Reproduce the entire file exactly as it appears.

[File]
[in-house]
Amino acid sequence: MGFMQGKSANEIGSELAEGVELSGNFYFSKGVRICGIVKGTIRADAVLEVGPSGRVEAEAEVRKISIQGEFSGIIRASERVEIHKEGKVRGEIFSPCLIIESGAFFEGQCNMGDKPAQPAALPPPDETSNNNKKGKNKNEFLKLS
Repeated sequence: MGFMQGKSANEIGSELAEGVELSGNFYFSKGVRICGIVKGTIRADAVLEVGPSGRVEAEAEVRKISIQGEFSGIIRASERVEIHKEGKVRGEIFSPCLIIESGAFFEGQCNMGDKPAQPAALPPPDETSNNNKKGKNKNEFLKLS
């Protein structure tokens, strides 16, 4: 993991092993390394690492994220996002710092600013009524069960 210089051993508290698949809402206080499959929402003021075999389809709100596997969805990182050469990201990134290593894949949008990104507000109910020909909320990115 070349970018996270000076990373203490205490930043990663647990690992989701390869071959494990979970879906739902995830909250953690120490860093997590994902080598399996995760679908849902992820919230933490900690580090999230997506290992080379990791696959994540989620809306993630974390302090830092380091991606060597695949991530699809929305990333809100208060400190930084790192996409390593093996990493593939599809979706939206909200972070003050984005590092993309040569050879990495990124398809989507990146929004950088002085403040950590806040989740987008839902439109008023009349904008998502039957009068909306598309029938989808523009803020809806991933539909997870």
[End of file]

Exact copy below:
[in-house]
Amino acid sequence: MGFMQGKSANEIGSELAEGVELSGNFYFSKGVRICGIVKGTIRADAVLEVGPSGRVEAEAEVRKISIQGEFSGIIRASERVEIHKEGKVRGEIFSPCLIIESGAFFEGQCNMGDKPAQPAALPPPDETSNNNKKGKNKNEFLKLS
Repeated sequence: MGFMQGKSANEIGSELAEGVELSGNFYFSKGVRICGIVKGTIRADAVLEVGPSGRVEAEAEVRKISIQGEFSGIIRASERVEIHKEGKVRGEIFSPCLIIESGAFFEGQCNMGDKPAQPAALPPPDETSNNNKKGKNKNEFLKLS
């Protein structure tokens, strides 16, 4: 993991092993390394690492994220996002710092600013009524069960 210089051993508290698949809402206080499959929402003021075999389809709100596997969805990182050469990201990134290593894949949008990104507000109910020909909320990115 070349970018996270000076990373203490205490930043990663647990690992989701390869071959494990979970879906739902995830909250953690120490860093997590994902080598399996995760679908849902992820919230933490900690580090999230997506290992080379990791696959994540989620809306993630974390302090830092380091991606060597695949991530699809929305990333809100208060400190930084790192996409390593093996990493593939599809979706939206909200972070003050984005590092993309040569050879990495990124398809989507990146929004950088002085403040950590806040989740987008839902439109008023009349904008998502039957009068909306598309029938989808523009803020809806991933539909997870």